New AIDS treatment strategies must address the multiple phases and numerous immunological events of HIV disease, says Anthony S. Fauci, M.D., director of the National Institute of Allergy and Infectious Diseases (NIAID).
Dr. Fauci plans to discuss the complex processes that lead to the deterioration of an HIV-infected person's immune system, and the challenges they pose for developing effective therapies in a state-of-the-science lecture, The Immunopathogenesis of HIV-1 Infection, at the 33rd Interscience Conference on Antimicrobial Agents and Chemotherapy (ICAAC) in New Orleans on Monday, October 18 at 8:00 a.m. Dr. Fauci's presentation is part of an AIDS colloquium cosponsored by ICAAC and the Infectious Diseases Society of America.
HIV disease is extraordinarily complex," says Dr. Fauci. "The disease has many components and is characterized by multiple and overlapping phases of active viral replication, inappropriate immune activation, elevated secretion of immune system proteins called cytokines, and immune deficiency. This complexity suggests that therapeutic strategies for the treatment of people with HIV must be multidimensional and comprehensive, addressing all of HIV's known pathogenic mechanisms."
Unfortunately," he adds, "the current generation of anti-HIV agents is only partially and temporarily effective in suppressing viral replication and is hampered by problems of toxicity and drug resistance. An important focus of the NIAID AIDS research effort is using our growing understanding of the HIV disease process to develop new therapies and interventions for all stages of HIV disease."
Once it enters the body, HIV replicates rapidly and disseminates. During this early, acute phase of infection, large numbers of viral particles spread throughout the body, seeding themselves in various organs, particularly lymphoid tissues such as the lymph nodes, spleen, tonsils and adenoids. Three to six weeks after exposure to the virus, up to 70 percent of HIV- infected individuals suffer flu-like symptoms related to the acute infection, such as fever, malaise, sore throat, headaches and swollen lymph nodes.
After several weeks, the patient's immune system fights back: B cells produce antibodies that neutralize some of the free virus and killer T cells destroy many HIV-infected cells. Then, the individual generally goes into a symptomless stage of infection lasting an average of 10 years. The immune system deteriorates slowly during this period as the number of crucial immune cells in the bloodstream, known as CD4+ T cells. These cells become infected in increasingly large numbers, and viral particles accumulate, both in infected cells and as free virus.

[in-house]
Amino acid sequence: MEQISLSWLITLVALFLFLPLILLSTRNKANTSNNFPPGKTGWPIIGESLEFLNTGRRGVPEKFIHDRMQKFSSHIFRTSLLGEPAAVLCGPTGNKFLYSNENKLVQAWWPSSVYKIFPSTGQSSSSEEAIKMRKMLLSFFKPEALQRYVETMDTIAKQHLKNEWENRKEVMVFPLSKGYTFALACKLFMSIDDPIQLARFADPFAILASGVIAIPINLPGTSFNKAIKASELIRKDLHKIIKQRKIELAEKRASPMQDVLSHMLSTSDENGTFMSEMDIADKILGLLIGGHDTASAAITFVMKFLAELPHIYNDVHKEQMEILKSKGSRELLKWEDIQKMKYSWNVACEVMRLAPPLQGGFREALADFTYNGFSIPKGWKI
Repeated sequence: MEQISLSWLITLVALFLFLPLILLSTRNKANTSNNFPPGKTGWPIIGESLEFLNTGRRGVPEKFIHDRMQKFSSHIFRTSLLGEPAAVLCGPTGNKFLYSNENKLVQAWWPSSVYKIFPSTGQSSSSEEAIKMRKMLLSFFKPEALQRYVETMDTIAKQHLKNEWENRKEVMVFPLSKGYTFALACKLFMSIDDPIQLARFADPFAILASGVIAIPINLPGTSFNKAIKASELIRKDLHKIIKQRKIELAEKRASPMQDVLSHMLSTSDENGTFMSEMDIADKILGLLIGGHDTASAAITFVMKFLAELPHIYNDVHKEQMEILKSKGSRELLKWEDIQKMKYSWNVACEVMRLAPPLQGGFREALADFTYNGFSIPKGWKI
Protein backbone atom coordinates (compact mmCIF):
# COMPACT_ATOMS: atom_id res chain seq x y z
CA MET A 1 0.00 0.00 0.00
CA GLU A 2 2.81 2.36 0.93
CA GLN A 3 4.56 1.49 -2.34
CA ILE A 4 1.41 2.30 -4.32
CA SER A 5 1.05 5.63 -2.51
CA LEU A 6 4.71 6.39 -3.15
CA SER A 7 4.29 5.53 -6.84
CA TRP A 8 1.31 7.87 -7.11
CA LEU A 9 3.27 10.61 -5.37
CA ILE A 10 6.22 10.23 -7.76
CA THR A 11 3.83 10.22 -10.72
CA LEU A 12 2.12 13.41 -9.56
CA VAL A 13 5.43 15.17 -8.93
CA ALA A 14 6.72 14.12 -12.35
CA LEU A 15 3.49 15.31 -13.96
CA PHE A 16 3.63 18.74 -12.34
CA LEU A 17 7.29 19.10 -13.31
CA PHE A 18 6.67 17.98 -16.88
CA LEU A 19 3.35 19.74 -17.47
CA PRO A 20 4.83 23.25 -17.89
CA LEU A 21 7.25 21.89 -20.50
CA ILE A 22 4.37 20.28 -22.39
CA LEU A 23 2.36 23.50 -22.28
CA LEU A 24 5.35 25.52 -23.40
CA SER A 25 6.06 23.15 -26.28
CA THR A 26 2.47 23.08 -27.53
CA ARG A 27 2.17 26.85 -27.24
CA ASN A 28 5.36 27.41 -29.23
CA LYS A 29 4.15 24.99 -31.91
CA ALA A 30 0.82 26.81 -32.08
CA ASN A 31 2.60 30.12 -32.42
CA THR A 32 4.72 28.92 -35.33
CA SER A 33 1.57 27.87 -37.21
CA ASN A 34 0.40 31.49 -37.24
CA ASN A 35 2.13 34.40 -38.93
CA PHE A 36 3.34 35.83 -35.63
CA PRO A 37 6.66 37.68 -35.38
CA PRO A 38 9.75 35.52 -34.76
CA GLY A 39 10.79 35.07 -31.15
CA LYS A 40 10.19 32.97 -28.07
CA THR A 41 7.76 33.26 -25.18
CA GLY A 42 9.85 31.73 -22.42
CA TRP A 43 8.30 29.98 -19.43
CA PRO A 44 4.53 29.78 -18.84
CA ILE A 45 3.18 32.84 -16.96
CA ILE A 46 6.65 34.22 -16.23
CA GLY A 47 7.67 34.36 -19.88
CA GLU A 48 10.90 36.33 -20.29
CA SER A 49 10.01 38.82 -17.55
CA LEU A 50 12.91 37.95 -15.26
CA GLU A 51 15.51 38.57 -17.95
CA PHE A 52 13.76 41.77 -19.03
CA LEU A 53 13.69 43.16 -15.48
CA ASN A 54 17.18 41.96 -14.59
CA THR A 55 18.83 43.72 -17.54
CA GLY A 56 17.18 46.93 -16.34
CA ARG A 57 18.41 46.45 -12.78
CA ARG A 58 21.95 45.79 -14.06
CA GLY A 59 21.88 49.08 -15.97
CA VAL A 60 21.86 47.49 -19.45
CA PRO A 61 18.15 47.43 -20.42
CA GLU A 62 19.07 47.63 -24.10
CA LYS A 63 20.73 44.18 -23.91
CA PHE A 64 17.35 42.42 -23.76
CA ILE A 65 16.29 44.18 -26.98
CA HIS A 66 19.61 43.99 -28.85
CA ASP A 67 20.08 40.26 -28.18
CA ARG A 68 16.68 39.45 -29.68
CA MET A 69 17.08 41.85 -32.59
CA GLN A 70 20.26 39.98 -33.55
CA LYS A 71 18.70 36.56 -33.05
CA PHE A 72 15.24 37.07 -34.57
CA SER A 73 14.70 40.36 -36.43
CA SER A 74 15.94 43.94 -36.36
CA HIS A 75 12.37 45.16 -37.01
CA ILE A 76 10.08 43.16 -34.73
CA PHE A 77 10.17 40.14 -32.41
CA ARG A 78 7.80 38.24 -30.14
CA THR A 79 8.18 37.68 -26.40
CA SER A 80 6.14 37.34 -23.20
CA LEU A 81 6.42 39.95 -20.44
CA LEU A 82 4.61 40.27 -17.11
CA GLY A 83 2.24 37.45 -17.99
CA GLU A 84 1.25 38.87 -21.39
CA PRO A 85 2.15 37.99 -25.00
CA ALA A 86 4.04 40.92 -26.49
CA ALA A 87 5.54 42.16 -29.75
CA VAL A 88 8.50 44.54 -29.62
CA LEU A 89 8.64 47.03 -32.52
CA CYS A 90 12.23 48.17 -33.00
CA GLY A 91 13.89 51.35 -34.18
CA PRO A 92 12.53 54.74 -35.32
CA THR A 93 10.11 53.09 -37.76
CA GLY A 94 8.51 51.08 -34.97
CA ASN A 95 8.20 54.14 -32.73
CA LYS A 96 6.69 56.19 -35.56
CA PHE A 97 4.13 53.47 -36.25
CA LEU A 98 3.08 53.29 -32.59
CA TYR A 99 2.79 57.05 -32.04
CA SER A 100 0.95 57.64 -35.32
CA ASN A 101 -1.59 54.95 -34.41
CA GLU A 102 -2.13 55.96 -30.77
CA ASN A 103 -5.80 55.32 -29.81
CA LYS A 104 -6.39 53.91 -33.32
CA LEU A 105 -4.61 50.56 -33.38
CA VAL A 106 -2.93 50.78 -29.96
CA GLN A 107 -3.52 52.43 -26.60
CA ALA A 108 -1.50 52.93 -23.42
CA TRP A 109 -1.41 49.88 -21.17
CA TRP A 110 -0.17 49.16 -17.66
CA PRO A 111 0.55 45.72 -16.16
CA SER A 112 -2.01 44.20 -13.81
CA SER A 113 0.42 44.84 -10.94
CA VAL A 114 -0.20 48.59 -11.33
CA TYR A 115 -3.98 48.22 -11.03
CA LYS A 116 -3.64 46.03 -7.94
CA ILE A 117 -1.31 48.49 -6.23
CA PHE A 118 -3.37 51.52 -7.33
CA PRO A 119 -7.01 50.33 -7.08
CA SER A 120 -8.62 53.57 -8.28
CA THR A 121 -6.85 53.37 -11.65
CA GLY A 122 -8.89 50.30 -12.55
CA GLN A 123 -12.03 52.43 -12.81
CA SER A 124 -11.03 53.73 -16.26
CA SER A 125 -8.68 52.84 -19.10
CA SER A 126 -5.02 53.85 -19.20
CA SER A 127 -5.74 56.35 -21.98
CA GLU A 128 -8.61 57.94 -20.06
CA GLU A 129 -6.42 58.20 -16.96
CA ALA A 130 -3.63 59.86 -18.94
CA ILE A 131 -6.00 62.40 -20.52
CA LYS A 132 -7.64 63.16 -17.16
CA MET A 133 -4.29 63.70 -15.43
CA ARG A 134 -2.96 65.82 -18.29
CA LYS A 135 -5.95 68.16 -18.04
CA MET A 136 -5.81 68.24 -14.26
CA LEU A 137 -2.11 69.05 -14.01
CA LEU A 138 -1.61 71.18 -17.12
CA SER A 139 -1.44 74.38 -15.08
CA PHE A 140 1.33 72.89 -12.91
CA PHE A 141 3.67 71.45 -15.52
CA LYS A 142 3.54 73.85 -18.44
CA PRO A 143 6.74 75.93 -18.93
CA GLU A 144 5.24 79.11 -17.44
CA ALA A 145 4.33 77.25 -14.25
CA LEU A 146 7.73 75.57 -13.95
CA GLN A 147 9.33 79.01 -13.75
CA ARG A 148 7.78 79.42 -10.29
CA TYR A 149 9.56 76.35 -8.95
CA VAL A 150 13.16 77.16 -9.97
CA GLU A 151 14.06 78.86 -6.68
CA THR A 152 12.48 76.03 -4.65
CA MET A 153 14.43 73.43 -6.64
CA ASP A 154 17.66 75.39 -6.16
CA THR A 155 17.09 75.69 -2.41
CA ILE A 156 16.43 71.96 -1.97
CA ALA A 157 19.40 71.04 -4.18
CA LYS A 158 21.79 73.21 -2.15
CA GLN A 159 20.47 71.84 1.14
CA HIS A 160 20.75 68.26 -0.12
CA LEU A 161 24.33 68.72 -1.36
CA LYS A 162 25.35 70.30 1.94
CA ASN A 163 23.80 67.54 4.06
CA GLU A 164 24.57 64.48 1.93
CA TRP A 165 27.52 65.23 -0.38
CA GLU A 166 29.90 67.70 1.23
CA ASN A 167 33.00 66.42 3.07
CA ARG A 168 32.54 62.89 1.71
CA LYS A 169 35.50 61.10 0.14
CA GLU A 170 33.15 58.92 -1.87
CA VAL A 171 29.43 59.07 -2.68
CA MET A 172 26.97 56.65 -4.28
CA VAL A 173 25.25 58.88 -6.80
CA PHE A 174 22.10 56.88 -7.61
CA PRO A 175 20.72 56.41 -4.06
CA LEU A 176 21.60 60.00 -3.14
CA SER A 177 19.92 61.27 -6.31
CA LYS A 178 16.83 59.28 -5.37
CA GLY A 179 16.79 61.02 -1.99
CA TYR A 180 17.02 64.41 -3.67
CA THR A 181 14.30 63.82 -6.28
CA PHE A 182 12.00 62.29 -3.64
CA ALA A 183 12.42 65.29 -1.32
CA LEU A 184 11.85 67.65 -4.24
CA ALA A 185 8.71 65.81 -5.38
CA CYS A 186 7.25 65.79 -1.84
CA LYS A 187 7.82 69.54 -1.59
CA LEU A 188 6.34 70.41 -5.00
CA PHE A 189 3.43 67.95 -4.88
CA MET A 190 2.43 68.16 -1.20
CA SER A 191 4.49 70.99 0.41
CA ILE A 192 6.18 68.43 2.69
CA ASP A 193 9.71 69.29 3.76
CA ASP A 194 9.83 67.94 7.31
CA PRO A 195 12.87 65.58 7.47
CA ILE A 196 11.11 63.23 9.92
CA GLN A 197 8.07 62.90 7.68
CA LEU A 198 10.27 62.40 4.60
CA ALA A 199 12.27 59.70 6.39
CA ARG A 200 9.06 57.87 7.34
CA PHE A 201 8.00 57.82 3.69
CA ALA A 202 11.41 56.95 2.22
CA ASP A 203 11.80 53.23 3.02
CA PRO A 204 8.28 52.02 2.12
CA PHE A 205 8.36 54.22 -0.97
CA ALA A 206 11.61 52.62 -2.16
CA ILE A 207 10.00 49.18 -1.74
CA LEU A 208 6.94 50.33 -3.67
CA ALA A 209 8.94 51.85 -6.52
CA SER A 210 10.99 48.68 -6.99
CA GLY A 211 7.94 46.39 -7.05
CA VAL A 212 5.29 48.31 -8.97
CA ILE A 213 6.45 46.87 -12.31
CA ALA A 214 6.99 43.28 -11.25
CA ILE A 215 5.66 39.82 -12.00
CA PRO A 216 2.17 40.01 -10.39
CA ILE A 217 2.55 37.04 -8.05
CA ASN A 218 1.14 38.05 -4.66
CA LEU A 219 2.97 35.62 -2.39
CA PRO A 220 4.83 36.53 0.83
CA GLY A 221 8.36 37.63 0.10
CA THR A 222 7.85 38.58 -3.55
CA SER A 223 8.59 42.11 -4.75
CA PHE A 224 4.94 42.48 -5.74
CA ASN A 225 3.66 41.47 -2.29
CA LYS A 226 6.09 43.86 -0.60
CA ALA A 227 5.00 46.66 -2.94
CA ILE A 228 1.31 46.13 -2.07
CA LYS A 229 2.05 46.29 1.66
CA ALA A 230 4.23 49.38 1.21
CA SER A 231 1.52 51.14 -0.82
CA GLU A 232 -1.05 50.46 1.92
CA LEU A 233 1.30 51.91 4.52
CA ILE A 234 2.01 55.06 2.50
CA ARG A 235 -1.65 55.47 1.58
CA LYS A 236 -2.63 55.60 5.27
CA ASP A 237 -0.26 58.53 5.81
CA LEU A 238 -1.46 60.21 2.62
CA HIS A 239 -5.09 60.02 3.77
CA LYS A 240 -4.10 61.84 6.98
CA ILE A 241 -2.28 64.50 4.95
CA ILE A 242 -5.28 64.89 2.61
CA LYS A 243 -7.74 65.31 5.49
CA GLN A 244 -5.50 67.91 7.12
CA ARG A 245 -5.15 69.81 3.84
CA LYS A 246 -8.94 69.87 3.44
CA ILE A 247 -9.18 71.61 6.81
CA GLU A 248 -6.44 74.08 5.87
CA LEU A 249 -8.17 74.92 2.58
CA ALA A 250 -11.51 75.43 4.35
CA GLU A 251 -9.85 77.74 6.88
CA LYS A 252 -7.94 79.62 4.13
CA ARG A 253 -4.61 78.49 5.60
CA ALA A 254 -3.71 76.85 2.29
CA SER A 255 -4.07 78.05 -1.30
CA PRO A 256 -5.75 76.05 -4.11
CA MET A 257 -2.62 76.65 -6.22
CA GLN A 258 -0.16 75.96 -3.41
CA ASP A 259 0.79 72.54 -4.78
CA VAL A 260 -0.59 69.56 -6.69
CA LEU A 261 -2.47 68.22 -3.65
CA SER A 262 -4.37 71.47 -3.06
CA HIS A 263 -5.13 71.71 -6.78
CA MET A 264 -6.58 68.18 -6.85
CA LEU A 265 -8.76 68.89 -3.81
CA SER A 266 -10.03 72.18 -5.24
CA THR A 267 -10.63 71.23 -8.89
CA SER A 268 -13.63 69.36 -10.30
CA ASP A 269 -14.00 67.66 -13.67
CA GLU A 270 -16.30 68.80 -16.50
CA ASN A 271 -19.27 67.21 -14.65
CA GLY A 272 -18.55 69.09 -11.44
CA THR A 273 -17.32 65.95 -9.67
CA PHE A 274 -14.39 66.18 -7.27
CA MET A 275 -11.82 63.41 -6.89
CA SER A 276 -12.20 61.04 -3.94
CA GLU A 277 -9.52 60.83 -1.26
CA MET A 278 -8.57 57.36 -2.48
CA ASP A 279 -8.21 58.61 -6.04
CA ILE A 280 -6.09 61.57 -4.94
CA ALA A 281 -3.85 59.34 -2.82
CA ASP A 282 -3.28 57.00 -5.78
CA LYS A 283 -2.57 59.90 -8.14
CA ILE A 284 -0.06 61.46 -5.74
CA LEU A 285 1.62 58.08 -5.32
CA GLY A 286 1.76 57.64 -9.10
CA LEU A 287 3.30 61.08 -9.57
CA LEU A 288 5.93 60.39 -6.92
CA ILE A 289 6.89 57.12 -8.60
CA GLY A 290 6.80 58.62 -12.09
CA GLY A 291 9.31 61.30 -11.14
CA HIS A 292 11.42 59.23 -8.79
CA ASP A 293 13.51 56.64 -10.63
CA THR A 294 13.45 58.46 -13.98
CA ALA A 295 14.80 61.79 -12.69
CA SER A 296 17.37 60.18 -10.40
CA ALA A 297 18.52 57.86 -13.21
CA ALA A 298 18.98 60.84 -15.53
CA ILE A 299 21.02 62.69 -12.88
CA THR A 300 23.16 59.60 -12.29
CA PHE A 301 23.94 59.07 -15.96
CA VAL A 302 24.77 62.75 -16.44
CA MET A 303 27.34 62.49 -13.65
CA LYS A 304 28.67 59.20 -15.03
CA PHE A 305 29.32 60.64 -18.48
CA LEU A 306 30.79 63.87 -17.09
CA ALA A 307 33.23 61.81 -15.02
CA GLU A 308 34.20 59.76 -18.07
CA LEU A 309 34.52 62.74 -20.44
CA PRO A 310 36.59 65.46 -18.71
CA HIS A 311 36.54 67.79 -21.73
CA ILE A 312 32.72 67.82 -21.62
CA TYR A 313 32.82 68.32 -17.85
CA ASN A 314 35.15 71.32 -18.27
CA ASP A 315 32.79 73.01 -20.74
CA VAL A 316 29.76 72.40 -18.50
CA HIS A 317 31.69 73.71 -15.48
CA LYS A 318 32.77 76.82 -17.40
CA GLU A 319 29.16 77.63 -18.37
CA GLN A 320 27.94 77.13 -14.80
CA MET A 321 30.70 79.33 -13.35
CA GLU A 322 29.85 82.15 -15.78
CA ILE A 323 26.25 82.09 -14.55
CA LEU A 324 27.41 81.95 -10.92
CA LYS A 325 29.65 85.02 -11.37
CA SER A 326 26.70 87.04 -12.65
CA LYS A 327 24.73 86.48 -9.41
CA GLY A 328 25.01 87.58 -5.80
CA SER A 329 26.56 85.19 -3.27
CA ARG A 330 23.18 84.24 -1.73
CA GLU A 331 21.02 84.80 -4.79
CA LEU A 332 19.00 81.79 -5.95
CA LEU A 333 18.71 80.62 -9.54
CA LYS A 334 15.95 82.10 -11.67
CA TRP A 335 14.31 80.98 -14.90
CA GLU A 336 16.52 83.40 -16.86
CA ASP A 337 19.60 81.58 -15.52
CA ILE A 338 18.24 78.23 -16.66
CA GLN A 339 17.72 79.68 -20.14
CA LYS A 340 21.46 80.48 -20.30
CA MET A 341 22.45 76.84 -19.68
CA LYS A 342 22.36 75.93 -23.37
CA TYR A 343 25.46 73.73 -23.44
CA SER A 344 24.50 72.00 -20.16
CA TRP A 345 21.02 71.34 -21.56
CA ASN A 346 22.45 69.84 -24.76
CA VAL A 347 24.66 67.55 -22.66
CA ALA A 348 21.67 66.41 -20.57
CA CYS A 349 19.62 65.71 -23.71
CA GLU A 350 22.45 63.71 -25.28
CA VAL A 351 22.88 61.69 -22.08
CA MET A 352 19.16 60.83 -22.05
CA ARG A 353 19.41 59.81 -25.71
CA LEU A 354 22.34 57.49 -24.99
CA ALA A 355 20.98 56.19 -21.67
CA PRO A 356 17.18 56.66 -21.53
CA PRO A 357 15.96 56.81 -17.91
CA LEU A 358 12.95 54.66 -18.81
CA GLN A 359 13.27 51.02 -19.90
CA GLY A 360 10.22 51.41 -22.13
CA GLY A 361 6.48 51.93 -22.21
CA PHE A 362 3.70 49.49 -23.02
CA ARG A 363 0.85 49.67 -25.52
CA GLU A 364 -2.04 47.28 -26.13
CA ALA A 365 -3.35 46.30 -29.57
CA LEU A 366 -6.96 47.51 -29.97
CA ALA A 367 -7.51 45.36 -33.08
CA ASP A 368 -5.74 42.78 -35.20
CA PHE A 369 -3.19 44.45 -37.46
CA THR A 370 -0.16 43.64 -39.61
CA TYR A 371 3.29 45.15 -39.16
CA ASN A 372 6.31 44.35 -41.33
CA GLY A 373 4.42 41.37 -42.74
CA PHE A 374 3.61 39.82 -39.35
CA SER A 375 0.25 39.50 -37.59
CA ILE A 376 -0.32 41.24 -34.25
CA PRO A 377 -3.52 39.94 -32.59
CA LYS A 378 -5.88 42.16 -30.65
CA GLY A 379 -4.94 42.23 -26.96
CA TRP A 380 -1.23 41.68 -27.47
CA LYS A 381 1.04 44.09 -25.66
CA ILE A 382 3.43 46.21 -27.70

A true state of microbiological latency probably does not exist at any time during the course of HIV infection," explains Dr. Fauci.
Many Cd4+ T cells in the lymphoid organs probably are activated by the increased secretion of certain cytokines such as tumor necrosis factor-alpha and interleukin-6. Activation allows uninfected cells to be more easily infected and causes increased replication of HIV in infected cells. Other components of the immune system also are chronically activated, with negative consequences that may include the suicide of cells by a process known as programmed cell death and an inability of the immune system to respond to other invaders.
We now know that HIV disease has phases of activation and suppression of the immune system," says Dr. Fauci. "We must further dissect these phases to determine the feasibility of using agents that might block certain aspects of activation without compounding immunosuppression. We also may need to boost the immune response during periods of immunosuppression with agents that do not promote the replication and spread of HIV."
Ultimately HIV overwhelms the lymphoid organs. The FDC networks break down in late-stage disease and virus-trapping is impaired, allowing spillover of large quantities of virus into the bloodstream.
"The destruction of the lymph node structure seen late in HIV disease may preclude a successful immune response against not only HIV but other pathogens as well, and heralds the onset of the opportunistic infections and cancers that characterize AIDS," says Dr. Fauci.
Recent evidence suggests that HIV also destroys precursor cells and the microenvironment in the bone marrow and the thymus needed for the development of mature immune cells. These organs may lose their ability to regenerate, further compounding the suppression of the immune system caused by the loss of the FDC networks and the decline in levels of CD4+ T cells.
"We must consider, even when we do develop safe and effective antiretrovirals, how to reconstitute an immune system that may have lost part or all of its ability to regenerate itself," says Dr. Fauci. "The design of the next generation of drugs and vaccines to fight HIV depends on our actively and aggressively pursuing studies to further delineate the immunopathogenic mechanisms of HIV disease."